The company is now investing around 44 million USD in this terminal and the company’s expectation is for growth driven by our core competencies. BRASCO builds all its customer value proposals on top of a record of excellence in Health, Safety and Environment (HSE) orientated work practices.  Briclog will allow BRASCO to grow and further demonstrate high a standard of work in this manner.

How do your three bases in the Guanabara Bay support each other; how do their operations compliment the work of the others?

These sites collectively allow for much more efficient use of overhead resources. The sites provide each other with contingency options, in the event of an unforeseen setback. In principal, clients will be served by single sites, and the new facilities we have will be used to attract and serve new customers.

In which way do you think the private sector can provide better solutions to the public sector; what is BRASCO doing to contribute to this?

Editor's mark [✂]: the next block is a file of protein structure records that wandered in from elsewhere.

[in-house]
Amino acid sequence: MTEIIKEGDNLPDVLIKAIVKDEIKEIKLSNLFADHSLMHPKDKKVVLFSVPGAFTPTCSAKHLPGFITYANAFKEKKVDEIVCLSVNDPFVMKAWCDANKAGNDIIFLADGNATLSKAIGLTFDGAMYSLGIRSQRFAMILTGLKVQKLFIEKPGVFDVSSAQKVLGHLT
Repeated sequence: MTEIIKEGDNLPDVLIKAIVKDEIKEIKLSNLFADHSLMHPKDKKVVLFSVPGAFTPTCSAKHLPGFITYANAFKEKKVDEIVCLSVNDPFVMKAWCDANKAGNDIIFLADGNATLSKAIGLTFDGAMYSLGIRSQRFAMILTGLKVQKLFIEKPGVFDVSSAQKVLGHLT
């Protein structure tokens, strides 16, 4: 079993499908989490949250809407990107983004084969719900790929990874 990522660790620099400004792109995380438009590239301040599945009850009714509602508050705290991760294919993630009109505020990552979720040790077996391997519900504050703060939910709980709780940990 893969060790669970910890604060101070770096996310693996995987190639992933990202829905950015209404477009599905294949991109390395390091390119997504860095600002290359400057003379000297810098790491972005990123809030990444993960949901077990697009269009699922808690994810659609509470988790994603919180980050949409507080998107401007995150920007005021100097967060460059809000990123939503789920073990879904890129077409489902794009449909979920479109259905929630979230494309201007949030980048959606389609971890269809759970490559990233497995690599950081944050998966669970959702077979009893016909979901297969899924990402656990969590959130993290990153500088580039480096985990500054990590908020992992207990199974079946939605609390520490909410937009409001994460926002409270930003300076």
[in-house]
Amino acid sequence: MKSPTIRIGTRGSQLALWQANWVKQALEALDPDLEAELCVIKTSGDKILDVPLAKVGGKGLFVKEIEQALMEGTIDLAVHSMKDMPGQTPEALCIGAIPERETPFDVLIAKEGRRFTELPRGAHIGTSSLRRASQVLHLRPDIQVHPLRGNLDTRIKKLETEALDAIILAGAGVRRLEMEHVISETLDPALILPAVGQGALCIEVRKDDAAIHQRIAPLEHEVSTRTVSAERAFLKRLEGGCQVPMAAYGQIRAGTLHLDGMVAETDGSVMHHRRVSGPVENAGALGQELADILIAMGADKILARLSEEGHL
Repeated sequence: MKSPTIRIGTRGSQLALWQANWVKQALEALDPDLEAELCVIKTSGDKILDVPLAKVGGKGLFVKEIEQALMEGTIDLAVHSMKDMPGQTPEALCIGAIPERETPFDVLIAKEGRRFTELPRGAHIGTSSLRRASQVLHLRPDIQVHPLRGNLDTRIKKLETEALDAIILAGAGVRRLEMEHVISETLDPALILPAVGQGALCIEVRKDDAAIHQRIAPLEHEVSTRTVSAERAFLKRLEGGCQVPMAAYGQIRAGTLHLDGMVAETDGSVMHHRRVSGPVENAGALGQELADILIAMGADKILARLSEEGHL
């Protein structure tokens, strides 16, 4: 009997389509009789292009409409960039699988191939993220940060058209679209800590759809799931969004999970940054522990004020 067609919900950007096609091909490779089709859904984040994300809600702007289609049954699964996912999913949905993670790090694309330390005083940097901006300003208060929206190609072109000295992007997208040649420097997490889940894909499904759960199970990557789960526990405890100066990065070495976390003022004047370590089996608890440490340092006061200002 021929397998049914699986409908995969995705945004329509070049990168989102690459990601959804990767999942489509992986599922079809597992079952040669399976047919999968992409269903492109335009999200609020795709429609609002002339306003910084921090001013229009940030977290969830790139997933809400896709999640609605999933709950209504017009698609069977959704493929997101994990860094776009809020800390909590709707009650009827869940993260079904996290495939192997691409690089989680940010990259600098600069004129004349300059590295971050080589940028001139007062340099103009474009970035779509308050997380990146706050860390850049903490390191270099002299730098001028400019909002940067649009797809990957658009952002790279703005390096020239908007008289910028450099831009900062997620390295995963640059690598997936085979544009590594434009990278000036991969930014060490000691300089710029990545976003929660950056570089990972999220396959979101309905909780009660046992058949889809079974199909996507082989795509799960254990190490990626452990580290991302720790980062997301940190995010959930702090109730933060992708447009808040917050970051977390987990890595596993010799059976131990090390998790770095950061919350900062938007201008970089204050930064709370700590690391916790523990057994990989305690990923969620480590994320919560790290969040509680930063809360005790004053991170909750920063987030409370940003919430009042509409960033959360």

BRASCO has a legal structure that enables the company to invest in proper infrastructure. It is a matter of putting together a comprehensive business plan and locating new sites. There are no barriers in terms of legislation to private companies like BRASCO taking the initiative and investing in their own infrastructure and sites. The key to this issue is finding the proper location, with access to hydrocarbon resources to be explored. Unfortunately, the market suffered greatly with the break in the issuing of further concessions at auction. In the meantime, areas suitable for development, be it for direct or indirect use in supporting the oil and gas industries, have experienced substantial price increases.

For this reason, BRASCO delayed its investment because extensive CAPEX must be justified before outlay on infrastructure goes ahead. A proper business plan, and means of execution, must be determined before any private sector entity pursues a course of action involving extensive construction of infrastructure; however, once one is formed, commercial organizations are highly effective in pursuing this type of development.